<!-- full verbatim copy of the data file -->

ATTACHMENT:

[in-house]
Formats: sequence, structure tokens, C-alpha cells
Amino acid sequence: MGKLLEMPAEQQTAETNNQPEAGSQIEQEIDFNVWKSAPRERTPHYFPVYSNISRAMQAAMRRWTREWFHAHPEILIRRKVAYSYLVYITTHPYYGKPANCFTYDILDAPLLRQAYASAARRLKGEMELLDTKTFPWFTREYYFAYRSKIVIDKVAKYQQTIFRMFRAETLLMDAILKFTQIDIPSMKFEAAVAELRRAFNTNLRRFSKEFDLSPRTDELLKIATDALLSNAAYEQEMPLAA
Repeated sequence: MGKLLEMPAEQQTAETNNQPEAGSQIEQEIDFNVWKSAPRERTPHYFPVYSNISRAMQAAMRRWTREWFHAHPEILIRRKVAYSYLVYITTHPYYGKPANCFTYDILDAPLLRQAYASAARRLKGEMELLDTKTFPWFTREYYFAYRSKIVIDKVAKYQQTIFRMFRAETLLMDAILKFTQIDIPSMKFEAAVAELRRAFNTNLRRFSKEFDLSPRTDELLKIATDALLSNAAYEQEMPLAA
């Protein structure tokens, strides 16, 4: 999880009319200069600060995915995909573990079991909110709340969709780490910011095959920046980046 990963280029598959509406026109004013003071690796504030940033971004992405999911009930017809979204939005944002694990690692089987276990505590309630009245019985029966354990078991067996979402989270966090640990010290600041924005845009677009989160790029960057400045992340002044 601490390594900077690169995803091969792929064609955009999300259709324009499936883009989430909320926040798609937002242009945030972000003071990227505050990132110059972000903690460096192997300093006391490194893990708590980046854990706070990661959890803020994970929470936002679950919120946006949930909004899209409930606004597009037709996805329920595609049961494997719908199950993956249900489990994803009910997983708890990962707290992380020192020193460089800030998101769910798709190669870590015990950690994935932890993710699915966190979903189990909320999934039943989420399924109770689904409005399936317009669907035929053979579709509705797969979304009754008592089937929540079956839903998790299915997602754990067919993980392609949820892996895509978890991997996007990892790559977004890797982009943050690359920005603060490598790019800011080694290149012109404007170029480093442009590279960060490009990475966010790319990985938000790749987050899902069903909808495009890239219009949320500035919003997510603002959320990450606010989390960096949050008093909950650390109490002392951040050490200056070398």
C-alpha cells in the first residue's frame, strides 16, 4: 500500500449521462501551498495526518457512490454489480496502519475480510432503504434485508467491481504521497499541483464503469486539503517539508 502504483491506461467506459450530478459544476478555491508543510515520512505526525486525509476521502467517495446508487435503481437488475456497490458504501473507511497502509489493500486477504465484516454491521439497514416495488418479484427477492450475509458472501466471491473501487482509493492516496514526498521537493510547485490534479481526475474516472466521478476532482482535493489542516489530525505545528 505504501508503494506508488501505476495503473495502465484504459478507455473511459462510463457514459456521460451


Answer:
[in-house]
Formats: sequence, structure tokens, C-alpha cells
Amino acid sequence: MGKLLEMPAEQQTAETNNQPEAGSQIEQEIDFNVWKSAPRERTPHYFPVYSNISRAMQAAMRRWTREWFHAHPEILIRRKVAYSYLVYITTHPYYGKPANCFTYDILDAPLLRQAYASAARRLKGEMELLDTKTFPWFTREYYFAYRSKIVIDKVAKYQQTIFRMFRAETLLMDAILKFTQIDIPSMKFEAAVAELRRAFNTNLRRFSKEFDLSPRTDELLKIATDALLSNAAYEQEMPLAA
Repeated sequence: MGKLLEMPAEQQTAETNNQPEAGSQIEQEIDFNVWKSAPRERTPHYFPVYSNISRAMQAAMRRWTREWFHAHPEILIRRKVAYSYLVYITTHPYYGKPANCFTYDILDAPLLRQAYASAARRLKGEMELLDTKTFPWFTREYYFAYRSKIVIDKVAKYQQTIFRMFRAETLLMDAILKFTQIDIPSMKFEAAVAELRRAFNTNLRRFSKEFDLSPRTDELLKIATDALLSNAAYEQEMPLAA
């Protein structure tokens, strides 16, 4: 999880009319200069600060995915995909573990079991909110709340969709780490910011095959920046980046 990963280029598959509406026109004013003071690796504030940033971004992405999911009930017809979204939005944002694990690692089987276990505590309630009245019985029966354990078991067996979402989270966090640990010290600041924005845009677009989160790029960057400045992340002044 601490390594900077690169995803091969792929064609955009999300259709324009499936883009989430909320926040798609937002242009945030972000003071990227505050990132110059972000903690460096192997300093006391490194893990708590980046854990706070990661959890803020994970929470936002679950919120946006949930909004899209409930606004597009037709996805329920595609049961494997719908199950993956249900489990994803009910997983708890990962707290992380020192020193460089800030998101769910798709190669870590015990950690994935932890993710699915966190979903189990909320999934039943989420399924109770689904409005399936317009669907035929053979579709509705797969979304009754008592089937929540079956839903998790299915997602754990067919993980392609949820892996895509978890991997996007990892790559977004890797982009943050690359920005603060490598790019800011080694290149012109404007170029480093442009590279960060490009990475966010790319990985938000790749987050899902069903909808495009890239219009949320500035919003997510603002959320990450606010989390960096949050008093909950650390109490002392951040050490200056070398």
C-alpha cells in the first residue's frame, strides 16, 4: 500500500449521462501551498495526518457512490454489480496502519475480510432503504434485508467491481504521497499541483464503469486539503517539508 502504483491506461467506459450530478459544476478555491508543510515520512505526525486525509476521502467517495446508487435503481437488475456497490458504501473507511497502509489493500486477504465484516454491521439497514416495488418479484427477492450475509458472501466471491473501487482509493492516496514526498521537493510547485490534479481526475474516472466521478476532482482535493489542516489530525505545528 505504501508503494506508488501505476495503473495502465484504459478507455473511459462510463457514459456521460451